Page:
It's any wonder that was the end of the story. Snead visited Ohio State once and fell in love enough to commit on the spot even as the courtship had lasted about a year before that point. The No. 3 running back in the country, and hailing from a great program in a talent-rich state like Florida, Snead could conceivably held out to either force Florida State's hand or solicit offers from other marquee programs across the country.
But that's not the route he took. His recruitment ended there without offers from programs like Alabama, Florida State, or USC, but it's because they knew he was sold on Ohio State. A return visit to Ohio State for camps in 2017 and an official visit in October of last year stand out as the only recruiting events for Snead in the year and a half since he committed. He signed with Ohio State on Dec. 20.
WHERE HE EXCELS
Snead has the potential to be an every-down back for Ohio State down the road given his skill set. Overall, he's a solid back with no apparent specialty or skill that might stand out as the only superlative we mention in this feature. However, that should not be interpreted as a back-handed compliment. He's just an overall solid back.
He's a powerful runner. He's not a bruiser in the mold of a Carlos Hyde, but he runs with authority at the line of scrimmage. It propels his burst from the backfield when he gets the hand-off.
He's got great speed too. No one would confuse him for a "burner." Compare him to J.K. Dobbins or Ezekiel Elliott and you'd be left with the impression both have the slight edge in the speed department. However, Snead would have a speed advantage over Mike Weber. However you compare Snead to other Ohio State backs past and present, he's still a credible threat to take one to the house should he make it into the secondary.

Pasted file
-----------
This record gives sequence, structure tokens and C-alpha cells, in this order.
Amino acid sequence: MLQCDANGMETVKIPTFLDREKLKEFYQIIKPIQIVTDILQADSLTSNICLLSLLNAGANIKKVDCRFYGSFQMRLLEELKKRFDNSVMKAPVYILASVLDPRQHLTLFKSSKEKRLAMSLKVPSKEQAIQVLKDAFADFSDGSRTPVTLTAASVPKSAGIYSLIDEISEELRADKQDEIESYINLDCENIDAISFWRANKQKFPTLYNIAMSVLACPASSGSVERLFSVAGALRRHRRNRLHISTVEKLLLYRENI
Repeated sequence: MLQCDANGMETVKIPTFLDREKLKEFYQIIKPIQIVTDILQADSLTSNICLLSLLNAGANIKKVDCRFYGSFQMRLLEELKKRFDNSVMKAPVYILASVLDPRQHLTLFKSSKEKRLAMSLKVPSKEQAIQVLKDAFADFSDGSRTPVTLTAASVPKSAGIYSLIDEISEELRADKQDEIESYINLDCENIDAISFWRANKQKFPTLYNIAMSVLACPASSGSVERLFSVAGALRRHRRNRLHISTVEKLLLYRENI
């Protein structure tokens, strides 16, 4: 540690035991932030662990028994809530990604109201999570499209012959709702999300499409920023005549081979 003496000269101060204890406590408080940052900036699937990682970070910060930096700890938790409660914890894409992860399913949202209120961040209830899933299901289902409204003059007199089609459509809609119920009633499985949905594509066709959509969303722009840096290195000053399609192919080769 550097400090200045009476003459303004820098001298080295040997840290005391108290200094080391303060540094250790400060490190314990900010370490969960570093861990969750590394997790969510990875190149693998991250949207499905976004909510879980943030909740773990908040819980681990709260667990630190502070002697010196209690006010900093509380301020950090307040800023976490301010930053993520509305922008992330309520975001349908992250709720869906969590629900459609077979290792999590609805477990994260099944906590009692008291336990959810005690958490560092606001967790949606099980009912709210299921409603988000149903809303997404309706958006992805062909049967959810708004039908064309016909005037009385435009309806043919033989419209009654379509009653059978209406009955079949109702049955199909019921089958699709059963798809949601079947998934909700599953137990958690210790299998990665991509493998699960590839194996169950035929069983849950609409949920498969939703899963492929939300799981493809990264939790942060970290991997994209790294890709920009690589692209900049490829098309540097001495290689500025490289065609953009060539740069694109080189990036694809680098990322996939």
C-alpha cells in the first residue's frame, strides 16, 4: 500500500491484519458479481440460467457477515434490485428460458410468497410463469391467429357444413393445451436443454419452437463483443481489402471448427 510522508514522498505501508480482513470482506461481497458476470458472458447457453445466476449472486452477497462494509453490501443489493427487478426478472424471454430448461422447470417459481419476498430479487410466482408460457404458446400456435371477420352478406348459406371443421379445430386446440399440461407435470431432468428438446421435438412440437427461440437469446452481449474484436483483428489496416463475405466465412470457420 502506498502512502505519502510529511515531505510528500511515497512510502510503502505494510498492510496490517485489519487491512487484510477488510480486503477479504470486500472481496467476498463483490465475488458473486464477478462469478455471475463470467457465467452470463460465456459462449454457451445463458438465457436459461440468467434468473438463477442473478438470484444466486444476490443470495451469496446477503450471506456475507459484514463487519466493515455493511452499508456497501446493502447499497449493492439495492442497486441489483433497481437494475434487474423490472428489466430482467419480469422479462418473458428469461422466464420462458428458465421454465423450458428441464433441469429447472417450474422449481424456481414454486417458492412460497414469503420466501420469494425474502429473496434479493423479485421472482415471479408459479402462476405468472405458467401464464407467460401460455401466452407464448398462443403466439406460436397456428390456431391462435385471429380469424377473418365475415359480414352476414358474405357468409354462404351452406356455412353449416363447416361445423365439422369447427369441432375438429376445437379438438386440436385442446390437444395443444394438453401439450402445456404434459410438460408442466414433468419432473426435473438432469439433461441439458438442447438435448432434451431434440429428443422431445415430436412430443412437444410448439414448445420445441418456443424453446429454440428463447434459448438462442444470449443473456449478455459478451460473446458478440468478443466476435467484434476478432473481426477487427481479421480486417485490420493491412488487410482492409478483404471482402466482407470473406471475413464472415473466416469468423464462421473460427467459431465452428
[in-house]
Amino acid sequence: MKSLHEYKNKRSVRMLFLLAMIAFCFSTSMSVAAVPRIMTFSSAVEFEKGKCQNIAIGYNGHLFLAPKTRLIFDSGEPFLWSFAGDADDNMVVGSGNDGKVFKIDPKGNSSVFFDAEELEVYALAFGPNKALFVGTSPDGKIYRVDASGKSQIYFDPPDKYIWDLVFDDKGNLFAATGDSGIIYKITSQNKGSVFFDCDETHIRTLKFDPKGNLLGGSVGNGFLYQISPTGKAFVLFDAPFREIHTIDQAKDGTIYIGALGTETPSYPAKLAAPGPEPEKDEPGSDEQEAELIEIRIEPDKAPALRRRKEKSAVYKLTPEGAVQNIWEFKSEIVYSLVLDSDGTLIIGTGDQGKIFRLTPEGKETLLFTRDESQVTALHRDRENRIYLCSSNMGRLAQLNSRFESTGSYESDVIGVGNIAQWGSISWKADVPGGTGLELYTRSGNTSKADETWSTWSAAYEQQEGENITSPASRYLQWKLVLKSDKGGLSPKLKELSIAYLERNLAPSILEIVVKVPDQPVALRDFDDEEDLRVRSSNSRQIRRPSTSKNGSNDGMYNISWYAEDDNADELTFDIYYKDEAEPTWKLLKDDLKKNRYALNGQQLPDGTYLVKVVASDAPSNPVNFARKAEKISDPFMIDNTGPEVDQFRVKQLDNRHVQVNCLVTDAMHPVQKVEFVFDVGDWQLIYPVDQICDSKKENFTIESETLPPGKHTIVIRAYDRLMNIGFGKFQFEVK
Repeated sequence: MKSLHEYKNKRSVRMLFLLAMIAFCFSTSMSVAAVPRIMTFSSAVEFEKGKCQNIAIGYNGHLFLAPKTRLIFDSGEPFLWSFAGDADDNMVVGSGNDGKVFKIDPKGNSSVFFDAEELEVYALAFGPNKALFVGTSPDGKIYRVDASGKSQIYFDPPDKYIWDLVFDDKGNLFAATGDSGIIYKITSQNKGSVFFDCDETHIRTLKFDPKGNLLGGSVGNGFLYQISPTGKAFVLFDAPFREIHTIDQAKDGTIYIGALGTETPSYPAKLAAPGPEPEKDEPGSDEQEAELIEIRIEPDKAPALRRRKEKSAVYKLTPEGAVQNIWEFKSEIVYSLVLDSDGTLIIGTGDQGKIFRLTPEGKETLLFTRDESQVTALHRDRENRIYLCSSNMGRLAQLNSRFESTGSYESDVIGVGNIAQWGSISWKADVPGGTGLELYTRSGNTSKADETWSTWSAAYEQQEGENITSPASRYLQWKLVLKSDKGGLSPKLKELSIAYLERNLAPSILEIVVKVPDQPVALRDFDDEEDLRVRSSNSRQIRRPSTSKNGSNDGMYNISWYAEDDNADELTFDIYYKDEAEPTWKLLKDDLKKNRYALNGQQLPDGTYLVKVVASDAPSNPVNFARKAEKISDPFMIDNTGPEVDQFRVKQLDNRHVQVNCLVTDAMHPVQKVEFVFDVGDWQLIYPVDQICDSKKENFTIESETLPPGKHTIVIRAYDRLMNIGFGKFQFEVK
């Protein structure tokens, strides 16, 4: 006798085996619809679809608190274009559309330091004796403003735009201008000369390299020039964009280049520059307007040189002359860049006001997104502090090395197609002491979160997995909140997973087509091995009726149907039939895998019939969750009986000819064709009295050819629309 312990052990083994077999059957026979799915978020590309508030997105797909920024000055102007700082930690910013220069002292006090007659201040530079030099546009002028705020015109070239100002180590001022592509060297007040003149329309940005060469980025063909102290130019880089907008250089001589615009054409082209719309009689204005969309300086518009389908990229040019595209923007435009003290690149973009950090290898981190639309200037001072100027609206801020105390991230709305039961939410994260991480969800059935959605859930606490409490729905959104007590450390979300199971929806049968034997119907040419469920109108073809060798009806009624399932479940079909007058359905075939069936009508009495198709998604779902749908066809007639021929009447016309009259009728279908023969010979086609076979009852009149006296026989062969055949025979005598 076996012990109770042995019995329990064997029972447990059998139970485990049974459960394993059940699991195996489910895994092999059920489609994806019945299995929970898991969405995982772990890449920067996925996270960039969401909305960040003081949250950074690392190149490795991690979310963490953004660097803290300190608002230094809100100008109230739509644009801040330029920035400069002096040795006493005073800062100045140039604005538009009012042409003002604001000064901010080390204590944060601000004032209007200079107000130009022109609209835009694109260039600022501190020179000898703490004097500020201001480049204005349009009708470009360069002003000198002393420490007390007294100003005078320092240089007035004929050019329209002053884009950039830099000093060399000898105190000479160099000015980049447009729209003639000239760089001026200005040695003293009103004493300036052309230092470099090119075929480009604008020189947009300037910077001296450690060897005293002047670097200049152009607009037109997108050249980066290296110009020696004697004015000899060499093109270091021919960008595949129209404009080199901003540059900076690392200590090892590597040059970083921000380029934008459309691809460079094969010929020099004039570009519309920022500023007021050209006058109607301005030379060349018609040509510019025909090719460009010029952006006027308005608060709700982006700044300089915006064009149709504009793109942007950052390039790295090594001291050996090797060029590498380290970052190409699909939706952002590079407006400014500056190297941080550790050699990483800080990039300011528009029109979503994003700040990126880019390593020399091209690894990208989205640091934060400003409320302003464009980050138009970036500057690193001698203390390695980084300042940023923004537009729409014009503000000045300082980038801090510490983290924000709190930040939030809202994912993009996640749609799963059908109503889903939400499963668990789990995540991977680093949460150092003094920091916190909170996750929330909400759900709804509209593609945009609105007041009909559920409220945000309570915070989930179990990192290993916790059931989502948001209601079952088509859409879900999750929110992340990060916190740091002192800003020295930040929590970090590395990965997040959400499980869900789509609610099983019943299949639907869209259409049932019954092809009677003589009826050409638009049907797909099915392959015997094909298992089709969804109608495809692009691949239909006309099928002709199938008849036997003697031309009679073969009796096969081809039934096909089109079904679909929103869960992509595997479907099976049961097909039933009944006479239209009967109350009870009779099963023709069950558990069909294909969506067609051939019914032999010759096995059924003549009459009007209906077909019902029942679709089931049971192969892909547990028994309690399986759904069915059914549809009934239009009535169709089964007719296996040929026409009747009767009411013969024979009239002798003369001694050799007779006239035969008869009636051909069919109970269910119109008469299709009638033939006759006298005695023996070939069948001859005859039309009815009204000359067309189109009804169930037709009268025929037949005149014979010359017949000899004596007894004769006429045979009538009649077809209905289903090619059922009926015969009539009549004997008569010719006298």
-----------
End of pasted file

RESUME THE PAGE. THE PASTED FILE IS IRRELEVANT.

I'll highlight two superlatives of an overall solid back that I think are either unusual or a nifty part of his skill set. One, Snead has an interesting elusiveness in the open field, showing an ability to juke defenders in the open field with a subtle shoulder lean.
Two, I don't see many backs who look as comfortable in the screen/wheel game as Snead. He can be led by a quarterback's throw to the spot too and catch it with his hands. That's uncommon for most high school backs I see, even the good ones that come to a program like Ohio State.
MUST WORK ON
I see two things worth mentioning here starting first with the major comment. Snead is a powerful runner and dangerous in the open field when he follows the designed play. However, Snead does exhibit a tendency to bounce the play outside prematurely. Discipline, patience, and even vision will be high-priority for Snead under Tony Alford's tutelage.
Snead's ability to help the Buckeyes in pass protection is an open question. Understandably, most highlight films of running backs will feature the back with the ball in his hand and not what he can do for the squad in pass protection or some other support role. If Snead aspires to be an every-down back, he'll want to prove how unselfish he is much like Ezekiel Elliott's ascent to starting tailback in 2014 hinged on how good he was without the ball in his hand.
J.K. Dobbins and Mike Weber are a formidable running back tandem and Antonio Williams is serviceable as a backup. There are not many paths to the field for Snead in 2018 and it's not clear Ohio State should want to burn eligibility on a player who won't see much action. Expect a redshirt for Snead in 2018.
Here are senior-year highlights of Snead.